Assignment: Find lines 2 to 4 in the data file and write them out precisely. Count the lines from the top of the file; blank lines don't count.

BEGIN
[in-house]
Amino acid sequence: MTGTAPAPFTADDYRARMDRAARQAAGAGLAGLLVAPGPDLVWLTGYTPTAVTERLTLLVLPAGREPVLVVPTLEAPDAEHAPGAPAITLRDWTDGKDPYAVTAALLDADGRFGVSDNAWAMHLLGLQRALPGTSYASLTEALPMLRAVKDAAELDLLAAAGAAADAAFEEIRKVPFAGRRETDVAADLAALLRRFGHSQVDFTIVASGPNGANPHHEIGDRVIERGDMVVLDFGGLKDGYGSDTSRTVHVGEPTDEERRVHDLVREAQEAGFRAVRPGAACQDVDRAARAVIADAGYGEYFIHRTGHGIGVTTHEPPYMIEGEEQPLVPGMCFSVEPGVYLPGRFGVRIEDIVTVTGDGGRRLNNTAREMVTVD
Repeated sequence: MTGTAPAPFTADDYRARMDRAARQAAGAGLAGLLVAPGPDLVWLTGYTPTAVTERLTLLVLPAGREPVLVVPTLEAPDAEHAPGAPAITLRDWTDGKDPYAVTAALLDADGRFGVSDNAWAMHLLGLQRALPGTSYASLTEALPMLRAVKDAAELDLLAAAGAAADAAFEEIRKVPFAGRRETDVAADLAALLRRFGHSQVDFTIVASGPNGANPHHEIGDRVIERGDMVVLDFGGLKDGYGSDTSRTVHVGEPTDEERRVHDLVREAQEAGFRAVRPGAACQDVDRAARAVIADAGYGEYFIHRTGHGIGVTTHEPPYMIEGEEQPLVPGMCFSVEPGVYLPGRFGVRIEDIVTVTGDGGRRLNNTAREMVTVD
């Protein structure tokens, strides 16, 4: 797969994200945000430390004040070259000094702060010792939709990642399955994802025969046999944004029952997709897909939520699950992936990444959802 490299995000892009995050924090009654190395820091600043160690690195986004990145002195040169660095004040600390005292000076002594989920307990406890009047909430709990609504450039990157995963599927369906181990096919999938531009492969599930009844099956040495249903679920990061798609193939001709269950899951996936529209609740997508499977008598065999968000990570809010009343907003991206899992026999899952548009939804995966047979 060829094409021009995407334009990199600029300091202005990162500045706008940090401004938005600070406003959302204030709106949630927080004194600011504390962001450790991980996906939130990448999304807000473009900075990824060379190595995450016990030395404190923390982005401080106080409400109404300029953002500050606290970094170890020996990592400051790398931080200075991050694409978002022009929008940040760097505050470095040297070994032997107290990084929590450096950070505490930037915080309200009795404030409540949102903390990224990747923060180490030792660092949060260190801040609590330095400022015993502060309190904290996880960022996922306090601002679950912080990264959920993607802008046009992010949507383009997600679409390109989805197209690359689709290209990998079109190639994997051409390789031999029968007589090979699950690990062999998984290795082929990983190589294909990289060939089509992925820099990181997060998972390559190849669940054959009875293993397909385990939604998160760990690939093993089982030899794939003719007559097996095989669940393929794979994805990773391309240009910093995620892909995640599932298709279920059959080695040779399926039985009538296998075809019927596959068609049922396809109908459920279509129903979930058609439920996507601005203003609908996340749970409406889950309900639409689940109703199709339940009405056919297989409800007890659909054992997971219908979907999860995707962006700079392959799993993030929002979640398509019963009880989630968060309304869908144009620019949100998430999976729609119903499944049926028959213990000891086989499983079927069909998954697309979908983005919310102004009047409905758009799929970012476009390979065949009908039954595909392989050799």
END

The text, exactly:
Amino acid sequence: MTGTAPAPFTADDYRARMDRAARQAAGAGLAGLLVAPGPDLVWLTGYTPTAVTERLTLLVLPAGREPVLVVPTLEAPDAEHAPGAPAITLRDWTDGKDPYAVTAALLDADGRFGVSDNAWAMHLLGLQRALPGTSYASLTEALPMLRAVKDAAELDLLAAAGAAADAAFEEIRKVPFAGRRETDVAADLAALLRRFGHSQVDFTIVASGPNGANPHHEIGDRVIERGDMVVLDFGGLKDGYGSDTSRTVHVGEPTDEERRVHDLVREAQEAGFRAVRPGAACQDVDRAARAVIADAGYGEYFIHRTGHGIGVTTHEPPYMIEGEEQPLVPGMCFSVEPGVYLPGRFGVRIEDIVTVTGDGGRRLNNTAREMVTVD
Repeated sequence: MTGTAPAPFTADDYRARMDRAARQAAGAGLAGLLVAPGPDLVWLTGYTPTAVTERLTLLVLPAGREPVLVVPTLEAPDAEHAPGAPAITLRDWTDGKDPYAVTAALLDADGRFGVSDNAWAMHLLGLQRALPGTSYASLTEALPMLRAVKDAAELDLLAAAGAAADAAFEEIRKVPFAGRRETDVAADLAALLRRFGHSQVDFTIVASGPNGANPHHEIGDRVIERGDMVVLDFGGLKDGYGSDTSRTVHVGEPTDEERRVHDLVREAQEAGFRAVRPGAACQDVDRAARAVIADAGYGEYFIHRTGHGIGVTTHEPPYMIEGEEQPLVPGMCFSVEPGVYLPGRFGVRIEDIVTVTGDGGRRLNNTAREMVTVD
């Protein structure tokens, strides 16, 4: 797969994200945000430390004040070259000094702060010792939709990642399955994802025969046999944004029952997709897909939520699950992936990444959802 490299995000892009995050924090009654190395820091600043160690690195986004990145002195040169660095004040600390005292000076002594989920307990406890009047909430709990609504450039990157995963599927369906181990096919999938531009492969599930009844099956040495249903679920990061798609193939001709269950899951996936529209609740997508499977008598065999968000990570809010009343907003991206899992026999899952548009939804995966047979 060829094409021009995407334009990199600029300091202005990162500045706008940090401004938005600070406003959302204030709106949630927080004194600011504390962001450790991980996906939130990448999304807000473009900075990824060379190595995450016990030395404190923390982005401080106080409400109404300029953002500050606290970094170890020996990592400051790398931080200075991050694409978002022009929008940040760097505050470095040297070994032997107290990084929590450096950070505490930037915080309200009795404030409540949102903390990224990747923060180490030792660092949060260190801040609590330095400022015993502060309190904290996880960022996922306090601002679950912080990264959920993607802008046009992010949507383009997600679409390109989805197209690359689709290209990998079109190639994997051409390789031999029968007589090979699950690990062999998984290795082929990983190589294909990289060939089509992925820099990181997060998972390559190849669940054959009875293993397909385990939604998160760990690939093993089982030899794939003719007559097996095989669940393929794979994805990773391309240009910093995620892909995640599932298709279920059959080695040779399926039985009538296998075809019927596959068609049922396809109908459920279509129903979930058609439920996507601005203003609908996340749970409406889950309900639409689940109703199709339940009405056919297989409800007890659909054992997971219908979907999860995707962006700079392959799993993030929002979640398509019963009880989630968060309304869908144009620019949100998430999976729609119903499944049926028959213990000891086989499983079927069909998954697309979908983005919310102004009047409905758009799929970012476009390979065949009908039954595909392989050799």